In my silence, I felt the terror of being ill with no-one able to treat you, the vulnerability of not being believed, the loneliness of being in one room for years and years. I heard the whisper of the thousands and thousands of patients with severe M.E. who are too ill to write and cannot speak their story.


In my silence, I felt theirs.
Over to you:

There are two ways you can help:

  • Stop the silence: At the moment, there is next to no biomedical research on M.E. Please write to your MP asking them to stop pouring all the funds into investigating psychosocial causes and treatments for M.E. and to fund biomedical research into the illness instead.
  • Raise money for biomedical research: one easy way of doing this is to sign up to Easy Fundraising, and nominate Invest In M.E. as your chosen charity. Then, whenever you shop online, if you do it via Easy Fundraising, you can raise money for biomedical research, at no extra cost to you.


For further reading:


Liked this post? Do stay in touch – subscribe by email or like my Facebook page.
(Updated with links 16/05/13)


, , , , , ,

43 Responses to On M.E. and Silence (M.E. awareness week 2013)

  1. Paul Duffy 13th May, 2013 at 11:28 am #

    In the spirit of providing more info, the study on Rituximab is accurately summarised here.



    Short version: A patient with ME developed Lymphoma (non-Hodgkin’s). Treatment with Rituximab which suppresses B-lymphocytes and is also used against auto-immune diseases (immune cells) also treated ME symptoms. A phase 2 double-blind, placebo-controlled trial returned strong results.

    • Tanya 22nd May, 2013 at 8:49 pm #

      Thanks so much! This saved me a google search and meant that people could see the link while I was still waiting to get better enough to trawl through my piece and do the links. Much appreciated!

  2. Sarah 13th May, 2013 at 10:38 am #

    One of the things I am most thankful for is that I have slowly begun to regain my voice after years of being completely silent and unheard. As I gain the ability to write again I feel more and more burdened (privalaged) to speak up for those who still don’t have a voice as you do so well. I hope you avoid relapsing and things stabilise for you soon – it would be such a shame to lose such a powerful voice.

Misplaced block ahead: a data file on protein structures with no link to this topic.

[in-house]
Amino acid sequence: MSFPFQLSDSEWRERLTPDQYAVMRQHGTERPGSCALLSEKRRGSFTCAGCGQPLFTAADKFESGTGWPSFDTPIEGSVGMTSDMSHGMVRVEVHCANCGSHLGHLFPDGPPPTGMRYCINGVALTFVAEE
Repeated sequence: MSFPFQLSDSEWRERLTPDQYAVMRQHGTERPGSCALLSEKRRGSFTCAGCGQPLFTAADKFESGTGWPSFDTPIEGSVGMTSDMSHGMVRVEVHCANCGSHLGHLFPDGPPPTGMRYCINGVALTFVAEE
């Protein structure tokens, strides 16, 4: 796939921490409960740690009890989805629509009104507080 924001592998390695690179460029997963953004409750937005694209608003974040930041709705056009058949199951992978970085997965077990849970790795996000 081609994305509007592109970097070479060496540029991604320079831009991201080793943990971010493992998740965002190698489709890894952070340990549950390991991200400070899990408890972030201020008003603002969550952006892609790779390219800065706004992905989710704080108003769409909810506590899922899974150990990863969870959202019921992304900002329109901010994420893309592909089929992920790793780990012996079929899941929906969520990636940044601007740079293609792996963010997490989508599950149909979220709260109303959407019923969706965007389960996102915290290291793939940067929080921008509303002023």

• Tanya 22nd May, 2013 at 8:48 pm #

      I completely relate to feeling the need to speak up – I am so glad that you are telling your story too. I loved your post for ME awareness week. Keep speaking!

  3. Saz 13th May, 2013 at 10:06 am #

    I was really moved by this post Tanya. As a mum currently with a whisper for a voice and a heart that is breaking for my children as I try to cope through yet another relapse I am thankful that you wrote this brilliant piece on the reality of living with this often brutal illness. You are amazing. Thank you from the bottom of my heart.

    • Tanya 22nd May, 2013 at 11:52 am #

      Saz – your comment really moved me. I wrote this for you and others like you.

  4. Joy Lenton 13th May, 2013 at 10:02 am #

    Weak as you are, Tanya, your voice here rings out loud and clear. You speak so eloquently and powerfully on behalf of us all. This illness, that is so devastating in its effects, deserves to be given an airing by one like you who lives and breathes it yet who can also write (as energy allows) in a way that informs and enlightens those without knowledge, and supports the rest of us who are battling as you are on a daily basis. We welcome your words whenever they flow free and without pressure on you to ‘speak’ more than you are able. Rest well, my friend, and be strengthened by the outpouring of love and encouragement coming your way. Love and prayers for further healing and enabling by God’s grace. Bless you 🙂 xx

    • Tanya 22nd May, 2013 at 11:51 am #

      Thank you – for all of these words, Joy. Thank you.

  5. Joanna 13th May, 2013 at 8:35 am #

    This is incredibly powerful, Tanya. I know your main point is to raise awareness about ME but you have also made me feel very challenged about the responsibility of having a voice and being able to use it. Thank you. One practical thing I wanted to say is: really don’t worry if you can’t post very often. You have such a clear, strong voice that one naturally (in my experience anyway) makes time to listen to it. I know that if you say something I want to pay attention to it. Whereas I will often skip over other, more chattering voices if I am short of time or patience. Praying for you. Eshet chayil!

    • Tanya 22nd May, 2013 at 11:51 am #

      I’m so glad this inspired you!

      Thanks for your tweet, and for being so supportive to me. I really appreciate it.

  6. Zarla 13th May, 2013 at 8:18 am #

    I have never read the cognitive/thinking treacle I experience written so well, so clearly.
    If I can remember this I will try to use it.
    My own attempt at awareness is to educate my nearest & dearest, friends &colleagues just a little bit more.
    Stay strong,

    • Tanya 22nd May, 2013 at 11:50 am #

      This comment meant so much to me.

      It is my desire with my M.E. book to do just that: describe it in a way that people recognise, to be able to put some kind of a label and shape to it, and so get people to understand what it’s like.

      Thank you for using your energy to encourage me.

  7. Beth 13th May, 2013 at 7:48 am #

    You are a warrioress, Tanya. Hoping you feel better very soon.

    • Tanya 22nd May, 2013 at 11:49 am #

      Thank you for those prophetic words, Beth!

      Much love. x

  8. Sarah Bessey 13th May, 2013 at 7:06 am #

    Thank you so much for continuing to speak, Tanya. I’m listening and learning from you always.

    • Tanya 22nd May, 2013 at 11:48 am #

      Thank you so much, lovely Sarah.

Leave a Reply

Please send me my free ebook and updates